He starts by mocking Miklós Erdély’s opening act entitled “On the Evil in Women,” which he sums up as “an original wannabe piece.” He reports that Erdély used one “contrived aphorism” and “paradox” after the next. He then explains how, “before speaking his last lines, Erdély grew agitated and suddenly yelled, ‘The women should leave the room now.’ He waited a moment in the stunned silence and then screamed ‘Freedom for Angela Davis!’ and walked offstage. The report describes one more puzzling scene in which a woman from the audience pushed her way up to the stage and called to Erdély: “‘Miklós, I have [written] something, I’ll bring it with me – Could you read it?’ – He nodded his head, and the woman left excitedly.” In addition, the report captured the marginalized, and even downright humiliating role of women. “There was a happening mood,” the agent remarks in the report. This incident also sheds light on how the minority status of the black civil rights activists connects to the gender minority of women, echoing the call of Deleuze and Guattari to become minority: “to become woman, to become black, to become animal.” To become a woman is the basis of the total critique. This critical space is the space of resistance – and yet, it is white men who are occupying this space.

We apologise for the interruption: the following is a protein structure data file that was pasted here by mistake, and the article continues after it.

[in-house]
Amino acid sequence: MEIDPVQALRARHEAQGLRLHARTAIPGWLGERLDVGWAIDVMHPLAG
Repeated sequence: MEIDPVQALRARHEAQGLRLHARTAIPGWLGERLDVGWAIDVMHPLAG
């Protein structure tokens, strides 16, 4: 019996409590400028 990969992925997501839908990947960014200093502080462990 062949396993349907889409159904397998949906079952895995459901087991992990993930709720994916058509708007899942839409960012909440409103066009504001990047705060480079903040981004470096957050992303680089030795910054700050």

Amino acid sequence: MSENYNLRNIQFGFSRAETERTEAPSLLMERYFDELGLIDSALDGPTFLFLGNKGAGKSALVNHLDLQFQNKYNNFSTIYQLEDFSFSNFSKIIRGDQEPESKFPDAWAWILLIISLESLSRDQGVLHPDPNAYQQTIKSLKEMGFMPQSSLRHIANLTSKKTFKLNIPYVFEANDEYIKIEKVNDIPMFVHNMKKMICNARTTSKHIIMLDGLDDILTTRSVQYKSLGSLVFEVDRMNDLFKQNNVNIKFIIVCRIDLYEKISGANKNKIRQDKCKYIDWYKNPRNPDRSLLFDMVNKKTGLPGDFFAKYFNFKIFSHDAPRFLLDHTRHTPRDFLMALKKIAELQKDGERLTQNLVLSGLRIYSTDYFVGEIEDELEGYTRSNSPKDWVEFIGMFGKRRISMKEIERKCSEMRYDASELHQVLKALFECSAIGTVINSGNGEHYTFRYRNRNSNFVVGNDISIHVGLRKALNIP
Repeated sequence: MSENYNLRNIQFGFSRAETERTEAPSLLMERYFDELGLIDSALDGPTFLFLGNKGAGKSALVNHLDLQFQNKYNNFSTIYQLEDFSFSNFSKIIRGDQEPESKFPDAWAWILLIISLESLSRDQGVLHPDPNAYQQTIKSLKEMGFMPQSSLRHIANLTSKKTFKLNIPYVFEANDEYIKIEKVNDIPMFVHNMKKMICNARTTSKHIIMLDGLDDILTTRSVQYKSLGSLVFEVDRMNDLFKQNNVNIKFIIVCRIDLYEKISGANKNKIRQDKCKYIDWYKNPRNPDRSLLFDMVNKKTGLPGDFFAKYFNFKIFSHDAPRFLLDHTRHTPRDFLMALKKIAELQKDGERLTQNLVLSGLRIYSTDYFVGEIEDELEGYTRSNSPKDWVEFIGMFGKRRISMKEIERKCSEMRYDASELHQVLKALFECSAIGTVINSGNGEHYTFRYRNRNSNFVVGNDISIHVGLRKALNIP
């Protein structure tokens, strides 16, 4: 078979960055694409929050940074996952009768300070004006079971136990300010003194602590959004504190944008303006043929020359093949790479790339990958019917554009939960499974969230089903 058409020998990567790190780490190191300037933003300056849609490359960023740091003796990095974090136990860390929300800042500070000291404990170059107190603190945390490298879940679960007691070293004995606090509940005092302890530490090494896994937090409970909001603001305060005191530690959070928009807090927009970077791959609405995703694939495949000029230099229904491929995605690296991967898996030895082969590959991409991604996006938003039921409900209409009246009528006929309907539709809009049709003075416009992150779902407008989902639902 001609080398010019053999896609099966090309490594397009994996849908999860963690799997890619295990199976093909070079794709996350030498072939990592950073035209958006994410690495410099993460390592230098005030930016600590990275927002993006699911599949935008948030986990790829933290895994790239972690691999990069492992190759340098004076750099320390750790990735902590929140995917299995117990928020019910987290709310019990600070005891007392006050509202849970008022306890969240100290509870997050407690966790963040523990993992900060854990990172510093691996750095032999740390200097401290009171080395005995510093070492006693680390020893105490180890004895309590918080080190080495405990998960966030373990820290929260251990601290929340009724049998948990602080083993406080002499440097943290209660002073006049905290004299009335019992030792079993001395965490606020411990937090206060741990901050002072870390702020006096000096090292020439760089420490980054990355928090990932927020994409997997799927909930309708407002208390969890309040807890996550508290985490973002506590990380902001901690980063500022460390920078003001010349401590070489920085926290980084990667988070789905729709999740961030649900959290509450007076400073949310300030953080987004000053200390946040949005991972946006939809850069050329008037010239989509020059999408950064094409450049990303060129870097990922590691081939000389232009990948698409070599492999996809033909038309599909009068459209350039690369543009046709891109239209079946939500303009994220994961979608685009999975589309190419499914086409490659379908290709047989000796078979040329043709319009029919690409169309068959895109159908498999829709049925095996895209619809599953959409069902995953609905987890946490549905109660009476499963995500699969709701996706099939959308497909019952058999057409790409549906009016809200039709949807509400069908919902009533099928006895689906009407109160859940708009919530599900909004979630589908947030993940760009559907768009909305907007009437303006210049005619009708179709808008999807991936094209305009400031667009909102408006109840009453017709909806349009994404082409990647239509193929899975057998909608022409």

After Erdély’s performance, due to the report, Szentjóby came onstage and began to read aloud James Baldwin’s open letter to Angela Davis in Hungarian. As Szentjóby was reading the letter, a woman, Margit Rajczy, started trying to whack the letter out of his hands with a broom. But Szentjóby kept on reading, unfazed. Rajczy got more and more aggressive in her attempts to silence him: she used a pair of pantyhose to cover his mouth, she tickled his nose, she wedged a roll of cotton between his legs, she attached his calves to his thighs and poured beer over his head. But Szentjóby continued to read, unfazed. Then Rajczy pushed the hobbling Szentjóby onto the floor. Szentjóby was still reading on the floor as Rajczy dragged a table and put it on top of him. Szentjóby finished reading the letter in that position.
The agent’s report provides an unusual perspective of the audience’s responses:
“The audience sat there for a little while longer and waited for the show to go on. Then everybody got up and left the room. Many people were angry at first: ‘Why is he criticizing America?’ They had been encouraging the woman: ‘Let her silence him.’ They were disappointed. They had expected something else. And then they began to understand: Angela Davis was only a ploy. [It was Szentjóby who would not let himself be silenced]. The woman with the broom does not stand for the American system. She stands for the system in general: for the social order that must be destroyed, that violently represses people who rebel against it, wherever this social order may be, whatever this social order may be.”